Puppies will vary in their body scores and may change rapidly within a few days. Pups often lose their abdominal tuck right after a meal.
Puppies under 16 weeks old commonly have a pot-bellied appearance without much abdominal tuck.
Persistent abdominal distension could indicate intestinal worms, so be sure to check in regularly with a veterinarian during your pup’s first six months.
It’s difficult to keep growing puppies at a specific body score, but it’s always better that they be slightly underweight or even thin rather than overweight.
Thin dogs will show more visibility of ribs, waist, and pelvis without appearing emaciated or unhealthy.
If your puppy eats well but fails to grow or gain sufficient weight, consult a medical professional.
German Shepherds can be susceptible to rare cases of pituitary gland dwarfism or a deficiency of enzyme production from the pancreas.
The easiest way to determine how much food to give your Shepherd pup is to figure out how many cups they need in a day and divide it by the number of feedings.
You can adjust volume based on how your puppy’s body condition fluctuates from one week to the next.
German Shepherds eat about four cups of food daily from 16 weeks of age to nine months or a year regardless of weight.
The volume accounts for the relatively high caloric requirements of the young growing animal.
Once your dog reaches nine months of age, you’ll rely more on the weight and activity level of your pet. German Shepherds over a year old may need as much as five to eight cups of dog food.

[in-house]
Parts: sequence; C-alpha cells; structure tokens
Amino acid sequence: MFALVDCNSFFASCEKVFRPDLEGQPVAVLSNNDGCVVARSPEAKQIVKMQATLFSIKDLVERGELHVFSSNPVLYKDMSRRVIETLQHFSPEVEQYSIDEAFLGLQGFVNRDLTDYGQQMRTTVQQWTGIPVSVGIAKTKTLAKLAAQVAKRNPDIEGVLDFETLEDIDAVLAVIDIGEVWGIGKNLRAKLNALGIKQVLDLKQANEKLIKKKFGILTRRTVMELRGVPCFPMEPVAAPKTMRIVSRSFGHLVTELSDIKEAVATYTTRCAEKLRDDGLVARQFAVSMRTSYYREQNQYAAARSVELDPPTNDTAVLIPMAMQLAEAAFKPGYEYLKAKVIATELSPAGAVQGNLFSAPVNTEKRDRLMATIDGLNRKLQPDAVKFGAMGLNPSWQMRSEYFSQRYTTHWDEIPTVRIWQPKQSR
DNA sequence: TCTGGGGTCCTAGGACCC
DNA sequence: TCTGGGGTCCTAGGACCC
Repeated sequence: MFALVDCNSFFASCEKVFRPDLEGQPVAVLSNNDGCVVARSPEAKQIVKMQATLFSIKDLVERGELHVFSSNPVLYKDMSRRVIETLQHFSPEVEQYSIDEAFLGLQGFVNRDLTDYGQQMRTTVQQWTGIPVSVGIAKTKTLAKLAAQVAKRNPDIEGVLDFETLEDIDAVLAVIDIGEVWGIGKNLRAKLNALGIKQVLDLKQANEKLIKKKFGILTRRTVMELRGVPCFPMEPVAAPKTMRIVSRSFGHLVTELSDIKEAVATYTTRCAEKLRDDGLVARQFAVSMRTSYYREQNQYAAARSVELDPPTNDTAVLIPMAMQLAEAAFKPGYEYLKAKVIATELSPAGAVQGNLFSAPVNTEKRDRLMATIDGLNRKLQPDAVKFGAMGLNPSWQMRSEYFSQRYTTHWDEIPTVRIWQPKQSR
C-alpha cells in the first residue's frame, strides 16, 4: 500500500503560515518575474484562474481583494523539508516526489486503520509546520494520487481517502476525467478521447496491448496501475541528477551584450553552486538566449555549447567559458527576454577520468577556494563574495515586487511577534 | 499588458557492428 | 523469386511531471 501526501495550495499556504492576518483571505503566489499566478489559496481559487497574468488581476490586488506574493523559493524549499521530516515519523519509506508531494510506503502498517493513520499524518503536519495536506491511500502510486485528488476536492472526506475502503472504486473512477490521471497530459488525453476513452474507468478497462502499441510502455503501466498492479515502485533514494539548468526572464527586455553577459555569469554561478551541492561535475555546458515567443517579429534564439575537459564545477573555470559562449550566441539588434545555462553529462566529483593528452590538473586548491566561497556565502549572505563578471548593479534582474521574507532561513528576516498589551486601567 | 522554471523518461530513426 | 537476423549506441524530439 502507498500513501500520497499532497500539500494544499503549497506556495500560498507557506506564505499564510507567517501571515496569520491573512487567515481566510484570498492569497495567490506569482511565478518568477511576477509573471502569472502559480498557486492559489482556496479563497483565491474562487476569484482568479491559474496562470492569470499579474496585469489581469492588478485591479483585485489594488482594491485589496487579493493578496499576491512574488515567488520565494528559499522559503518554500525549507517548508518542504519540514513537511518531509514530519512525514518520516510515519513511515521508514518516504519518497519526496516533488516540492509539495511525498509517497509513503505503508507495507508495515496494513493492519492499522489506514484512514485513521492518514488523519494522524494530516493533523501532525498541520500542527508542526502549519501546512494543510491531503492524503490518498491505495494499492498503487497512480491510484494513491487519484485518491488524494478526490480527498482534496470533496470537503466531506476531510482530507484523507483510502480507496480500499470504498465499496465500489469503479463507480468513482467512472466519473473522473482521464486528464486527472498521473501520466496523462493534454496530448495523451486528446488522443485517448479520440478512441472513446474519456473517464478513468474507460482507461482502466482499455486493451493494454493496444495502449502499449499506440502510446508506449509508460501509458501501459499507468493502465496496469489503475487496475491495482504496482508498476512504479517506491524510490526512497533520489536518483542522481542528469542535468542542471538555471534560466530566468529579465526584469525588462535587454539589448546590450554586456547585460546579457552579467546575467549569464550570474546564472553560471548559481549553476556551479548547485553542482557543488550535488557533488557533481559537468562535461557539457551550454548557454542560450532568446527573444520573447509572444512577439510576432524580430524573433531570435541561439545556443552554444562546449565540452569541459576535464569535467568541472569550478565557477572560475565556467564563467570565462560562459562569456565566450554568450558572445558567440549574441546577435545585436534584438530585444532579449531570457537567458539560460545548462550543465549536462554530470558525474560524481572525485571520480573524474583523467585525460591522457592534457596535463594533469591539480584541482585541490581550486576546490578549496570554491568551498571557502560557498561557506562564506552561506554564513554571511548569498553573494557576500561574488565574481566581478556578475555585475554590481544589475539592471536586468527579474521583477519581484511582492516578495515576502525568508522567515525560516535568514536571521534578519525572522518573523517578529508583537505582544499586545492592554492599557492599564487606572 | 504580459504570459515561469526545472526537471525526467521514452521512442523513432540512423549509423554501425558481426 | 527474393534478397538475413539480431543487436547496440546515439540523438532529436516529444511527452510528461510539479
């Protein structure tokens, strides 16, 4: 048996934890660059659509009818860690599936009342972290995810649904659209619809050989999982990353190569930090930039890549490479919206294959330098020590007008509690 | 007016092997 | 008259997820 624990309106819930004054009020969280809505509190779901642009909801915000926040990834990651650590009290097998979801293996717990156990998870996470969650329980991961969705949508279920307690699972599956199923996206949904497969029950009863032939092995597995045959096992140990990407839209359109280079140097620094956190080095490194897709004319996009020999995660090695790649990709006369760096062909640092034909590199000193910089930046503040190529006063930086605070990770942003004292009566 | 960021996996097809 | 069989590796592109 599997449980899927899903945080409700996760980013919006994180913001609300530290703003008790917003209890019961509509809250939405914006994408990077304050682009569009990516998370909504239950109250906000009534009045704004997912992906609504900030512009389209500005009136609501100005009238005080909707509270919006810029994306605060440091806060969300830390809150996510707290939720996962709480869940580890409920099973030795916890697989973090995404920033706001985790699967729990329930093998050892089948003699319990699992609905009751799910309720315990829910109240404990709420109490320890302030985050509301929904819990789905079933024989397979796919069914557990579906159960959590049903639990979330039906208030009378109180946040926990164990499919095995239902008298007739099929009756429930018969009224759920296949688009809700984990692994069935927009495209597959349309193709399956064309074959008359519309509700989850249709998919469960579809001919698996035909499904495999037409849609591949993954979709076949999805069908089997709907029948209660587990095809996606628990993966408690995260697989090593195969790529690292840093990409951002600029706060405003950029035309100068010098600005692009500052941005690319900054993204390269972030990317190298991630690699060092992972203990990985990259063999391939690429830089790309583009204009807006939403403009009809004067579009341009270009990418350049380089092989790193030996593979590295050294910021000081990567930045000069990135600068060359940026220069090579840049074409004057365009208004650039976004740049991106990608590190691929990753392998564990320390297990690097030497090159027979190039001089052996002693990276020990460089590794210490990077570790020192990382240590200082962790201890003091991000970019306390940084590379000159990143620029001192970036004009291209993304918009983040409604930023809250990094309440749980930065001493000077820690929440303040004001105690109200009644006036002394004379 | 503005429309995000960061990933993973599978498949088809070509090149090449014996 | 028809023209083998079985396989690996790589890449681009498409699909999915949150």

Other references, however, use weight rather than age. Pups eat one cup of food daily per 15 to 20 pounds.
Dogs over 100 pounds receive five cups of kibble plus an additional half a cup for every extra 20 pounds.
Like all models, more active dogs need to eat more food – make adjustments up or down based on body scoring.
Calculating your puppy’s caloric requirements is the most accurate means to determine how much to feed it. You can estimate the volume to feed your German Shepherd pup once you find the conversion rate.
Dry dog food bags and wet food cans usually have the kilocalorie equivalence of each cup of the product.
If you feed your dog a raw or homemade diet, you’ll have to figure out the caloric content of each ingredient you use.
To determine the ideal caloric range of requirements for your puppy, it’s helpful to know the anticipated adult weight.
The number of calories you feed your Shepherd depends on how close to the adult weight they are.
- Shortly after weaning: 11 to 17 pounds (0 to 20% of adult weight) >>10 calories per 10 lbs body weight
- 4 to 5 months old (40 to 50% of adult weight) >> 50 to 100 calories per 10 lbs body weight
- 6 or 7 months old (50 to 60% of adult weight) >> 40 to 50 calories per 10 lbs body weight